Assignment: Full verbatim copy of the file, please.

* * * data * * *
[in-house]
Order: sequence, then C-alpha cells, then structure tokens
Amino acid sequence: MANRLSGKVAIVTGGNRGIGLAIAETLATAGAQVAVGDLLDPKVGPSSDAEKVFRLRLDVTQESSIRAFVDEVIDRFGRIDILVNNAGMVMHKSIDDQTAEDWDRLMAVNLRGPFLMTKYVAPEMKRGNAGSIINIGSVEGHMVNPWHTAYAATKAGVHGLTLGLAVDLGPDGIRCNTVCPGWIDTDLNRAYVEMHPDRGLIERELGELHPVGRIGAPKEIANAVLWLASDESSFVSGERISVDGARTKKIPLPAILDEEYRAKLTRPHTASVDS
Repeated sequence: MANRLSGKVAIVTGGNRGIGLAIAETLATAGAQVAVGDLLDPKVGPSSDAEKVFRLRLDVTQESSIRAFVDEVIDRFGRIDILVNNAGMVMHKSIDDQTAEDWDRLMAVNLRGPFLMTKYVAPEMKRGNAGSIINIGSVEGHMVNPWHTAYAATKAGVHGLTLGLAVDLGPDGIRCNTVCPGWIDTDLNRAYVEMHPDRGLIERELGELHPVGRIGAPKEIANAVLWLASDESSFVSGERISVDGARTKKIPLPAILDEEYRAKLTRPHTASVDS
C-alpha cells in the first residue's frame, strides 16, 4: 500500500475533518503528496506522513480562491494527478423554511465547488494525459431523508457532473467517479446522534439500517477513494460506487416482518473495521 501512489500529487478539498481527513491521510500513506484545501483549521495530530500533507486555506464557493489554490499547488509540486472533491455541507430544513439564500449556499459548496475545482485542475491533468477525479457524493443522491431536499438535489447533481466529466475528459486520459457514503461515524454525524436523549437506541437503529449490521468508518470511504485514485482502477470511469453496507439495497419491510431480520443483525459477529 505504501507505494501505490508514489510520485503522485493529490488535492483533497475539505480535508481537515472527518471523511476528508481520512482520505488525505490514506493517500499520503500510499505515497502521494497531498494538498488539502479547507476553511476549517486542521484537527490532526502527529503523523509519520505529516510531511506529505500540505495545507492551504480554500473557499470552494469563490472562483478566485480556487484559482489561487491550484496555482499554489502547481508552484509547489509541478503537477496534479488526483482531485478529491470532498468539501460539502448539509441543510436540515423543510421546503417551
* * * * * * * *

[in-house]
Order: sequence, then C-alpha cells, then structure tokens
Amino acid sequence: MANRLSGKVAIVTGGNRGIGLAIAETLATAGAQVAVGDLLDPKVGPSSDAEKVFRLRLDVTQESSIRAFVDEVIDRFGRIDILVNNAGMVMHKSIDDQTAEDWDRLMAVNLRGPFLMTKYVAPEMKRGNAGSIINIGSVEGHMVNPWHTAYAATKAGVHGLTLGLAVDLGPDGIRCNTVCPGWIDTDLNRAYVEMHPDRGLIERELGELHPVGRIGAPKEIANAVLWLASDESSFVSGERISVDGARTKKIPLPAILDEEYRAKLTRPHTASVDS
Repeated sequence: MANRLSGKVAIVTGGNRGIGLAIAETLATAGAQVAVGDLLDPKVGPSSDAEKVFRLRLDVTQESSIRAFVDEVIDRFGRIDILVNNAGMVMHKSIDDQTAEDWDRLMAVNLRGPFLMTKYVAPEMKRGNAGSIINIGSVEGHMVNPWHTAYAATKAGVHGLTLGLAVDLGPDGIRCNTVCPGWIDTDLNRAYVEMHPDRGLIERELGELHPVGRIGAPKEIANAVLWLASDESSFVSGERISVDGARTKKIPLPAILDEEYRAKLTRPHTASVDS
C-alpha cells in the first residue's frame, strides 16, 4: 500500500475533518503528496506522513480562491494527478423554511465547488494525459431523508457532473467517479446522534439500517477513494460506487416482518473495521 501512489500529487478539498481527513491521510500513506484545501483549521495530530500533507486555506464557493489554490499547488509540486472533491455541507430544513439564500449556499459548496475545482485542475491533468477525479457524493443522491431536499438535489447533481466529466475528459486520459457514503461515524454525524436523549437506541437503529449490521468508518470511504485514485482502477470511469453496507439495497419491510431480520443483525459477529 505504501507505494501505490508514489510520485503522485493529490488535492483533497475539505480535508481537515472527518471523511476528508481520512482520505488525505490514506493517500499520503500510499505515497502521494497531498494538498488539502479547507476553511476549517486542521484537527490532526502527529503523523509519520505529516510531511506529505500540505495545507492551504480554500473557499470552494469563490472562483478566485480556487484559482489561487491550484496555482499554489502547481508552484509547489509541478503537477496534479488526483482531485478529491470532498468539501460539502448539509441543510436540515423543510421546503417551